1. A Cruel Wind - Glen Cook
2. Dreamsongs: Volume II - George R. R. Martin
3. Black Powder War - Naomi Novik
4. The Sandman: Dream Country - Neil Gaiman
5. Eclipse One - Jonathan Strahan (editor)
6. Water Sleeps - Glen Cook
(above links are to the reviews)
For some reason, and I cannot say exactly why, March was a very, very slow reading month. I’m not sure when the last time I only read six books in a single month. Not many reviews, either.
Best Book: Dreamsongs: Volume II. Is there really any question why? Reading the two volumes of Dreamsongs I was delighted to experience the full range of George Martin’s fiction. He is good at nearly everything he writes and while he is best known and these days first known for his Ice and Fire novels, Dreamsongs just goes to show that the man had two decades of quality fiction behind him before he ever wrote A Game of Thrones. I cannot recommend Dreamsongs strongly enough. There are some outstanding stories in this career retrospective. When Martin is done with Ice and Fire I hope he returns to short fiction (while thrilling us with new novels we never expected)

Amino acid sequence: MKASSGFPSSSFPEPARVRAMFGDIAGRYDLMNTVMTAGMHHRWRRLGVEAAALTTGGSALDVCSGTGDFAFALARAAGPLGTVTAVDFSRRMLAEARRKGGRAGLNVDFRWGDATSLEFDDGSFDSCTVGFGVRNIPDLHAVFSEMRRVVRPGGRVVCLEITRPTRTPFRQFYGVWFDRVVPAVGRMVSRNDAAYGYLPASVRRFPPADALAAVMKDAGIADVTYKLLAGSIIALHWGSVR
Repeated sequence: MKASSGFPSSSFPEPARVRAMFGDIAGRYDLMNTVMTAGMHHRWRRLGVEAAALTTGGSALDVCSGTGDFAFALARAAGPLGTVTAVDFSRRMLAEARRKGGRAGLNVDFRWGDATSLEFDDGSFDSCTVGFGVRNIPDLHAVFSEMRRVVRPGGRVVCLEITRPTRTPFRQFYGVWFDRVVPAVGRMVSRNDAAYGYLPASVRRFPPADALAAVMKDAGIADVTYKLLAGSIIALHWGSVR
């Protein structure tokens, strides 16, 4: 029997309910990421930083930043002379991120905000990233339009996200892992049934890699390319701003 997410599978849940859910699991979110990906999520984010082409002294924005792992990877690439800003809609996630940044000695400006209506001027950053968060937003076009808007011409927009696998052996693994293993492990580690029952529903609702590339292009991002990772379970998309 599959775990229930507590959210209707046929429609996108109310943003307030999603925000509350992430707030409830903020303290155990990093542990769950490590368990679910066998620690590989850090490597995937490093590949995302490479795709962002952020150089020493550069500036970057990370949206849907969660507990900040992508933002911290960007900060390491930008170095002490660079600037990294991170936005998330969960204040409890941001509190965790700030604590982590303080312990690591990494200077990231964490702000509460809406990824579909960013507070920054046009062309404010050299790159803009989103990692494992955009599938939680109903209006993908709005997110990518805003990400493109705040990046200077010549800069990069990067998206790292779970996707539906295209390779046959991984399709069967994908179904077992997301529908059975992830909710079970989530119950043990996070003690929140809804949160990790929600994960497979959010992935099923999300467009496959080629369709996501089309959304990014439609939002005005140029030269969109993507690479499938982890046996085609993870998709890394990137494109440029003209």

Most Disappointing Book: A Cruel Wind. I wrote about this in my review, but I had high expectations for this first Dream Empire omnibus and my expectations were not met. Given that this is an omnibus of three novels of The Dread Empire I have started to wonder if I am simply a Black Company fan instead of a Glen Cook fan.
Pleasant Surprise: Water Sleeps. Being a Black Company novel I expected to enjoy Water Sleeps, but the past couple of Black Company novels were fairly disappointing. Having switched from Croaker and Lady as narrator to Murgen just did not work. He have another narrator switch here, this time to a character named Sleepy, one of the survivors of the rest of the Company trapped under the Glittering Plain. The Black Company novels seem to work best on the strength of who narrates and Cook does a very good job in having the narrators feel like distinct characters. Sleepy works. Also, Water Sleeps is a novel of discovery, of action, of progress, and while it feels like an ending, there is still one more Black Company novel to go.
Previous 2008 Reads